Tag Archives: police

The Criminalisation of HIV Transmission


Recently, LASS ran a workshop to provide up to date information about HIV & the Law.  The law relating to the transmission of HIV is based on case law, as courts have responded to new situations by expanding the scope of existing legislation and setting precedents. This case law can only be created through contested trials or appeals.

The law used in England and Wales to prosecute people for HIV transmission is the Offences Against the Person Act 1861 (OAPA 1861), under the sections relating to ‘grievous bodily harm’ (GBH). Proving GBH originally depended on physical evidence – the existence of a mark, but in the 1990s, in the context of concern about the ineffectiveness of the law to deal with high profile cases of stalking, courts succeeded in broadening the definition to include psychological harm. This subsequently meant that the transmission of disease could be defined as a crime. For a detailed timeline of legal developments, visit AIDSMAP for for more information.

Our recent workshop provided participants with up to date information about HIV and the law, using recent research by Sigma Research, updates from the National AIDS Trust (NAT) and policy statements by the British HIV Association and the Expert Advisory Group on AIDS. The workshop consisted of a presentation by Birkbeck lecturer Robert James, group work analysis of case studies, and action planning.

Presented here, is a summary record of the workshop which can also be used as a general briefing on the issues relating to HIV transmission and the law. This document will be of particular interest to people in the health profession, legal profession, police and CPS who may be involved with possible prosecutions. It is highly relevant for health workers and other support workers for clients who may have a blood borne virus or may be vulnerable to other transmitted infections.

Obtain your copy of the report by clicking here.

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Criminal Prosecutions – Useful Information

Since 2001, people living with HIV in the UK have been prosecuted for the reckless transmission of HIV. There are real concerns that these prosecutions are undermining efforts to stop the spread of HIV in the UK and are increasing stigma around HIV.

The National AIDS Trust are campaigning for an end to prosecutions of reckless transmission of HIV through consensual sex. This is because of the need to affirm the individual’s responsibility for his or her own sexual health; the human rights of those people living with HIV and the difficulties of disclosure; the public health considerations and the potential for further discrimination against people living with HIV and disadvantaged groups such as migrants.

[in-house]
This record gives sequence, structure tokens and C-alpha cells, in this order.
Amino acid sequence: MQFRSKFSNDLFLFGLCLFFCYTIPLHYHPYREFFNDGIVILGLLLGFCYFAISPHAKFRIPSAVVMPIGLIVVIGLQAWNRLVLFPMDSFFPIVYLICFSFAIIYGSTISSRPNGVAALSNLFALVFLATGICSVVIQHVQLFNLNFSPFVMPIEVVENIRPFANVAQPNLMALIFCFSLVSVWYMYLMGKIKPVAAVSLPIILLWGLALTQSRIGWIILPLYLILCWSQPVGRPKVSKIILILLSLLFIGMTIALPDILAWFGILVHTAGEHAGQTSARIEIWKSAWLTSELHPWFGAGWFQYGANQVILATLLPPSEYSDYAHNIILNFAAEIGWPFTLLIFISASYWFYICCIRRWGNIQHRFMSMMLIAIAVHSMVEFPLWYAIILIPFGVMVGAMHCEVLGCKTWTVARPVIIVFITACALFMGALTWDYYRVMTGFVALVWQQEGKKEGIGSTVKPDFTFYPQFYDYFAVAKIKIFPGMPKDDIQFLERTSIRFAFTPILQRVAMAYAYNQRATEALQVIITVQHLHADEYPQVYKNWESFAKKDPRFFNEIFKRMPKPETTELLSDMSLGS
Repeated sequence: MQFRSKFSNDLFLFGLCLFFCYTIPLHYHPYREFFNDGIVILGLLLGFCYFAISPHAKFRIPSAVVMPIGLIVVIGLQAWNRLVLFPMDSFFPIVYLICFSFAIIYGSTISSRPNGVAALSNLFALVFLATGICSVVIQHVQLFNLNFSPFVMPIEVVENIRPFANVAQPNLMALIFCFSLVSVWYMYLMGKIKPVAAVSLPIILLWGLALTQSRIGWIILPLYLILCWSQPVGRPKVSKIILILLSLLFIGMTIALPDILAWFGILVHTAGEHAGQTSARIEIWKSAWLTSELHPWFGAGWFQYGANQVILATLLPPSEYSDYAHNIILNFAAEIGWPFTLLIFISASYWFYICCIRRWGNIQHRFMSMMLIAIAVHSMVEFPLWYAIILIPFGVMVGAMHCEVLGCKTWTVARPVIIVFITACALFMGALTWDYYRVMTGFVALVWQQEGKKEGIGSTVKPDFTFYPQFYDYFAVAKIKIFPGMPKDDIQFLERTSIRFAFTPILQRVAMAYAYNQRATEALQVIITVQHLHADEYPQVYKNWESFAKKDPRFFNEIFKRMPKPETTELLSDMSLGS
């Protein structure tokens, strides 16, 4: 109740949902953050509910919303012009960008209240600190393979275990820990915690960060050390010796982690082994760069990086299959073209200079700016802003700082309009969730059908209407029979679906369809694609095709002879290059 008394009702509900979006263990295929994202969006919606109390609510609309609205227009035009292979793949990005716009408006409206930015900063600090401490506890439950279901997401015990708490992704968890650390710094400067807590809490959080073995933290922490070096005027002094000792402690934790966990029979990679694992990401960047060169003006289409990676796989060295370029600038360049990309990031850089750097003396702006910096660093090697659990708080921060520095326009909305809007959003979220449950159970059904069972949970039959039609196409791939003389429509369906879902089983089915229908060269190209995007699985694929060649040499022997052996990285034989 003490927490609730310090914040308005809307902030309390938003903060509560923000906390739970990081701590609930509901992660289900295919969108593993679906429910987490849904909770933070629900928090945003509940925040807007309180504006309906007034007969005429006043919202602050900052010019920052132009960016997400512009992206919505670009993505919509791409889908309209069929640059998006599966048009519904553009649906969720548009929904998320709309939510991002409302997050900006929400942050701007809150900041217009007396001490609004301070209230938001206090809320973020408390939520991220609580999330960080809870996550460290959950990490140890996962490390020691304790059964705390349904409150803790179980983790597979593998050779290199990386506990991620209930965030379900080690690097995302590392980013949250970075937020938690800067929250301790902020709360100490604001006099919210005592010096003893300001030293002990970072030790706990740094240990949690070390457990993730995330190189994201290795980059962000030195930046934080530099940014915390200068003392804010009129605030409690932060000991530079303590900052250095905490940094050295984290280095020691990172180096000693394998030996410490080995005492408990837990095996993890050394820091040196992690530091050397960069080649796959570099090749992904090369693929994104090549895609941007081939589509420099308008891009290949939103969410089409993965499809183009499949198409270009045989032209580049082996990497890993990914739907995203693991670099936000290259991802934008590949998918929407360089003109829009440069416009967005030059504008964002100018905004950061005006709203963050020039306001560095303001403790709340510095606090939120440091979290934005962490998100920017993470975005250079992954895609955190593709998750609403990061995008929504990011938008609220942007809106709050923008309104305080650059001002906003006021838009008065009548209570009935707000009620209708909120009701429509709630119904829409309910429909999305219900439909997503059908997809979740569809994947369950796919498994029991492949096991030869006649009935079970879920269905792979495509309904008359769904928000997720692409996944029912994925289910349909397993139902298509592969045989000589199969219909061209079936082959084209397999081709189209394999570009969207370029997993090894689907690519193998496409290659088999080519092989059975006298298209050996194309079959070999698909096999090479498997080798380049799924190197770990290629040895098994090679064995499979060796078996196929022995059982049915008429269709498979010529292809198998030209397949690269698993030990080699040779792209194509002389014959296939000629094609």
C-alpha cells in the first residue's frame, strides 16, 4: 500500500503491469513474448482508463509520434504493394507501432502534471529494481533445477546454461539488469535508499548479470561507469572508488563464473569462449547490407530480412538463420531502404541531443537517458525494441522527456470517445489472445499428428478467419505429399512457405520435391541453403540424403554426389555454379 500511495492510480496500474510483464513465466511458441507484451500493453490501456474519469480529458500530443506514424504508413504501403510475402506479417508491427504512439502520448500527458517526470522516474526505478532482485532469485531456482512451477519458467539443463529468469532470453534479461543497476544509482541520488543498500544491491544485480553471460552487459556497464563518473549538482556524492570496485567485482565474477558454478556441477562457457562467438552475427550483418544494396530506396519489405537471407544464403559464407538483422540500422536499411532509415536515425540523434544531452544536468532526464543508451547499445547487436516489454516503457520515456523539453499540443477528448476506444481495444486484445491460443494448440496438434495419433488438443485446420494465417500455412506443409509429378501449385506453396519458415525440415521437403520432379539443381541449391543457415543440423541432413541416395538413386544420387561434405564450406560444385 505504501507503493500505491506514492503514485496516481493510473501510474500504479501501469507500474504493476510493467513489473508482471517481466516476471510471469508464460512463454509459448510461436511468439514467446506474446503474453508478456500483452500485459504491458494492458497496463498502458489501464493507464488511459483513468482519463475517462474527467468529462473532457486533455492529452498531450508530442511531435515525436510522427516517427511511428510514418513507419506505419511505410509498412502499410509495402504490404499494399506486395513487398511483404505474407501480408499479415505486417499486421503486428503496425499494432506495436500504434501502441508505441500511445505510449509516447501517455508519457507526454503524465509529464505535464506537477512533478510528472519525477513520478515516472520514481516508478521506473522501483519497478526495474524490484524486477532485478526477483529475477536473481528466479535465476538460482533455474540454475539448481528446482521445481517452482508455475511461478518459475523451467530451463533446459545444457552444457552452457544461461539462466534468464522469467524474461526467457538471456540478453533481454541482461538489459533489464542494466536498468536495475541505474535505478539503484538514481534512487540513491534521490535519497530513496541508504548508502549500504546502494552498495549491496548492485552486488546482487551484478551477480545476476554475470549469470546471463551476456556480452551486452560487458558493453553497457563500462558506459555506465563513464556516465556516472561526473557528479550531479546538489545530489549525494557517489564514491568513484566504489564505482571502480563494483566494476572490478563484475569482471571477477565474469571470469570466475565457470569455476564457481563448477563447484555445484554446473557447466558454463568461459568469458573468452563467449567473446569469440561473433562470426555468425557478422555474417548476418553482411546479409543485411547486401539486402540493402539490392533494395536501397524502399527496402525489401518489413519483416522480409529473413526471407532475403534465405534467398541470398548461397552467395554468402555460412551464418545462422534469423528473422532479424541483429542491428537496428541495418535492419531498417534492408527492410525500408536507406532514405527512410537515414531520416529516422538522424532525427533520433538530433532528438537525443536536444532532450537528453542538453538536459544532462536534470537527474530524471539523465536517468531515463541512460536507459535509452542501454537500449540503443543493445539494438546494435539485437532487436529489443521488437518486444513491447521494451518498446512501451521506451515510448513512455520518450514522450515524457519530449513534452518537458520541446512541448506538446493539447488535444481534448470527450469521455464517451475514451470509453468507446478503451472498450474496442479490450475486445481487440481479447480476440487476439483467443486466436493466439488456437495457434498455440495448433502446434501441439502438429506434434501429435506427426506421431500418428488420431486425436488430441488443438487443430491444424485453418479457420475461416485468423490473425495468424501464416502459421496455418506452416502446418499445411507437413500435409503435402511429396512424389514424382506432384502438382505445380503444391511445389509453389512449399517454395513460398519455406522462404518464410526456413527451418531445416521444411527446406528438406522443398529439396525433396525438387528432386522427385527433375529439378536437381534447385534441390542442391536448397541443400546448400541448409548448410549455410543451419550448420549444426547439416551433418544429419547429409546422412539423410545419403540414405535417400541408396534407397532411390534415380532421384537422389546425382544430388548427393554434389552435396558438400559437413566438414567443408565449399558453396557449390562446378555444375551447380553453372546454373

Whilst prosecutions continue, they are working to ensure that the best possible guidance is available to prosecutors, lawyers, police, support organisations, healthcare workers, people living with HIV and the organisations which support them.
Latest information

As a result of pressure from NAT, the Crown Prosecution Service (CPS) carried out a public consultation on its ‘Policy for Prosecuting Cases Involving Sexual Transmission of Infections which causes Grievous Bodily Harm’ in 2006. In 2008 the CPS published new guidance for prosecutors to explain how it deals with cases involving the intentional or reckless transmission of an infection.

The full CPS guidance can be read on the CPS Website.

h3. Police Investigation of HIV Transmission: A guide for people living with HIV in England, Wales and Northern Ireland

The Association of Chief Police Officers (ACPO) published ‘Investigation Guidance Relating to the Criminal Transmission of HIV’.

NAT has produced a leaflet for people living with HIV in England, Wales and Northern Ireland explaining key points of the ACPO Guidance and what to expect and do if you find yourself involved in a police investigation.

Access this document using this link

UPDATE: 08/08/11

Changes have been proposed to legal aid and will remove whole areas from the scheme, leaving many people little choice but to go it alone.  Make sure you know how to represent yourself in court if you ever need to.


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